While the cause of the mass extinction that occurred between the Permian and Triassic periods is still uncertain, two University of Rhode Island researchers collected data that show that terrestrial biodiversity recovered much faster than previously thought, potentially contradicting several theories for the cause of the extinction.
David Fastovsky, URI professor of geosciences, and graduate student David Tarailo found that terrestrial biodiversity recovered in about 5 million years, compared to the 15- to 30-million year recovery period that earlier studies had estimated. The recovery period in the marine environment is believed to have taken 4 to 10 million years, about twice as long as the recovery period after most other mass extinctions.
The results of their research were presented today at the annual meeting of The Geological Society of America in Minneapolis.
"Our results suggest that the cause of the extinction didn't spill over as severely into the terrestrial realm as others have claimed," said Fastovsky. "There was still a terrestrial extinction, but its repercussions weren't more long term than those in the marine realm, and possibly less."
Since the URI study suggests that the terrestrial realm recovered at least as fast as the marine realm, it rules out those theories stating that the extinction, which took place about 251 million years ago, was caused by global events affecting both the marine and terrestrial environments equally.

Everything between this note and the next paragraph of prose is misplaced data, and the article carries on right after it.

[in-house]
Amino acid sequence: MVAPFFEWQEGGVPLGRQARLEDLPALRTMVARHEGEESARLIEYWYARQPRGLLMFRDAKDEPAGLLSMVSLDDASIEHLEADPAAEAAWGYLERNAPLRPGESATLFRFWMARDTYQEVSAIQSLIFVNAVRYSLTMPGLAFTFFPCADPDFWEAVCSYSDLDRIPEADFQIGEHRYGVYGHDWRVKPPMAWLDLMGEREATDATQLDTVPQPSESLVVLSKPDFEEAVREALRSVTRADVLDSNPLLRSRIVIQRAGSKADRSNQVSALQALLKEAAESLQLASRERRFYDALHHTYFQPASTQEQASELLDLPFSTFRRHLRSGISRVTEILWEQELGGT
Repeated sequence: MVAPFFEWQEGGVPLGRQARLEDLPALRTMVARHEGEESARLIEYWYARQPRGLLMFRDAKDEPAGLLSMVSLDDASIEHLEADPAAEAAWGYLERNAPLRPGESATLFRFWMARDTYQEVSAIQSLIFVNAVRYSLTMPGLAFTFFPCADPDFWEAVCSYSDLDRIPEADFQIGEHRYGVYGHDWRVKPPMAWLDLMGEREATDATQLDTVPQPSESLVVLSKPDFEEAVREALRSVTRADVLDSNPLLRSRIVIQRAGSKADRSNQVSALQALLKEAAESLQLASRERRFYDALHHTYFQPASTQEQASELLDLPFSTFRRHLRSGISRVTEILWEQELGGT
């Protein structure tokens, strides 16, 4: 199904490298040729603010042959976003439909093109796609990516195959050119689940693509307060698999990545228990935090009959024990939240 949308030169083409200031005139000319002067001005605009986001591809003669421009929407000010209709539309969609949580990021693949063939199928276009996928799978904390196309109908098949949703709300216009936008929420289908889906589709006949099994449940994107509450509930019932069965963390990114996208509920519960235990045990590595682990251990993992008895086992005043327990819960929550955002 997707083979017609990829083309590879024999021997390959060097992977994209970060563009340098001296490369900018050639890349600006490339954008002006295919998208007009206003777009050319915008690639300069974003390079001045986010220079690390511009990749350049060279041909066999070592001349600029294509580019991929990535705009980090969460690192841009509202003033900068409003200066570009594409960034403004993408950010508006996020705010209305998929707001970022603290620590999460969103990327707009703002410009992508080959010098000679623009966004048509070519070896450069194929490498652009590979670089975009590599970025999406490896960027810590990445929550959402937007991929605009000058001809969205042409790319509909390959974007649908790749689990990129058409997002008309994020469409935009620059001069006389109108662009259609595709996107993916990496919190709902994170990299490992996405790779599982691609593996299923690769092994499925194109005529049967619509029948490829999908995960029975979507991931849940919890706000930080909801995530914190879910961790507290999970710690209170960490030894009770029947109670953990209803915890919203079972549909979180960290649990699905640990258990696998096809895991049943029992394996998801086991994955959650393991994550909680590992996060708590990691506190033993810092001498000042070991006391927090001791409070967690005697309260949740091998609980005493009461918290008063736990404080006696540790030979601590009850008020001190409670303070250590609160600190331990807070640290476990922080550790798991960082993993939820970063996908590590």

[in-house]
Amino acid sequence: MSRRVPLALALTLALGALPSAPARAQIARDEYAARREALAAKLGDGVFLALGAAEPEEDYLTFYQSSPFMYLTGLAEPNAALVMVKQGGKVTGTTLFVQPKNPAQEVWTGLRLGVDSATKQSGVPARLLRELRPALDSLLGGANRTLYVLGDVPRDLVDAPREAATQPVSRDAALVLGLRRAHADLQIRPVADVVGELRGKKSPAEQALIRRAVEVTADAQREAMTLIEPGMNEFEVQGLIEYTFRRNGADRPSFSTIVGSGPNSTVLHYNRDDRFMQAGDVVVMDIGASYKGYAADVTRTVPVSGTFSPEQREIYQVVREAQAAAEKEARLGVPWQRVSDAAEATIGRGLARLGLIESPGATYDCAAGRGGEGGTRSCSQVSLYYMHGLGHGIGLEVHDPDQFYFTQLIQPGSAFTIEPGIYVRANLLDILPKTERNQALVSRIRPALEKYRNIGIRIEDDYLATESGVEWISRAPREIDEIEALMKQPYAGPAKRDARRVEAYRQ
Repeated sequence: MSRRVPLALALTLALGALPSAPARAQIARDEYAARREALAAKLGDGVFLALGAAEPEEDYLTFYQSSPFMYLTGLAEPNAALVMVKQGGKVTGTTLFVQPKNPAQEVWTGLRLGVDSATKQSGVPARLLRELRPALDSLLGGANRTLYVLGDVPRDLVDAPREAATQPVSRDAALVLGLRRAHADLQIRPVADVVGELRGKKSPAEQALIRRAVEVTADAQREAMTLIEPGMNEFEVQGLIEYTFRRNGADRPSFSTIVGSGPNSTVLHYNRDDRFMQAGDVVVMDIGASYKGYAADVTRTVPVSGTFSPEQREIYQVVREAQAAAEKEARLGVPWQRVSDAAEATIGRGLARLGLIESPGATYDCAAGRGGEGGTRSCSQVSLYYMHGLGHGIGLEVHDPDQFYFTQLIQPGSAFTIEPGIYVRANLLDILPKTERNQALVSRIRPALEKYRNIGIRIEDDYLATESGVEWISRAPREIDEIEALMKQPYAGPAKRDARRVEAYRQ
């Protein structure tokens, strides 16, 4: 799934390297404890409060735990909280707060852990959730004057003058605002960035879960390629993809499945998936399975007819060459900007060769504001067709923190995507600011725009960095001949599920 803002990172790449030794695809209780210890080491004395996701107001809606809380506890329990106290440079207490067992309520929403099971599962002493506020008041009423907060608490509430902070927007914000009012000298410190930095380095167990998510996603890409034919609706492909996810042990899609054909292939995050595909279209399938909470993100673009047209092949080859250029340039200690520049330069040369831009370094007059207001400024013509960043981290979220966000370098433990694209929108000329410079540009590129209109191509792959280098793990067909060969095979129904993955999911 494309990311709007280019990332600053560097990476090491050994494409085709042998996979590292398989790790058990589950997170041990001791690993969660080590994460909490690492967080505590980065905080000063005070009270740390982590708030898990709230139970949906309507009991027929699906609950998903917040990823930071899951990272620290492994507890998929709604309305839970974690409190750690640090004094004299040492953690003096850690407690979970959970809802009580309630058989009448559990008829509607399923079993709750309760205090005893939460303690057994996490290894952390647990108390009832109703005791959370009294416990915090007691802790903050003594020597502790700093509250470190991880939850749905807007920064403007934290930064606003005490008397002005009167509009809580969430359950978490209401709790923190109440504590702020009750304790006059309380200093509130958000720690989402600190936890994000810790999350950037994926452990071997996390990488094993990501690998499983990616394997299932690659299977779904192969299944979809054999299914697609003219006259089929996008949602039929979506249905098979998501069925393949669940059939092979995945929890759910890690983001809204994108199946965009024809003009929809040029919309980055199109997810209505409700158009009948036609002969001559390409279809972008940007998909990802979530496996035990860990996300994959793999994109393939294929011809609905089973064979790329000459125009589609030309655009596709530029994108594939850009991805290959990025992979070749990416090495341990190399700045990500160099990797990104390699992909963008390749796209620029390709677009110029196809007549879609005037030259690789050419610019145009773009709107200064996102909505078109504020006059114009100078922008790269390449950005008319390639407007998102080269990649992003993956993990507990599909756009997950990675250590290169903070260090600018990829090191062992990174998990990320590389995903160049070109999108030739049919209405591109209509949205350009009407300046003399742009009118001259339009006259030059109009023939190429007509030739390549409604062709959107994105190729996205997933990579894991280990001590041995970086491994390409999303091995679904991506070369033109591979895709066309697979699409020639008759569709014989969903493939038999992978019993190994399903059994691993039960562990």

The researchers compiled fossil faunal lists from the Moenkopi Formation in northeastern Arizona, which contains fossil vertebrates from the Middle Triassic, and compared them to faunas from the nearby Chinle Formation, containing Late Triassic fauna.
According to Tarailo and Fastovsky, if it took 30 million years for the terrestrial fauna to recover, then the older formation should have lower diversity than the younger one, because it would still be compromised by the conditions that caused the extinction. But they found the diversity to be comparable, meaning that the diversity recovered more rapidly than that.
"Some may argue that our results are just one data point in North America, but if North America is representative of the rest of the world, then our results apply to the entire world," Fastovsky said.
The researchers' next step is to expand their analysis to other fossil deposits around the world using the same techniques to test their results.
Provided by University of Rhode Island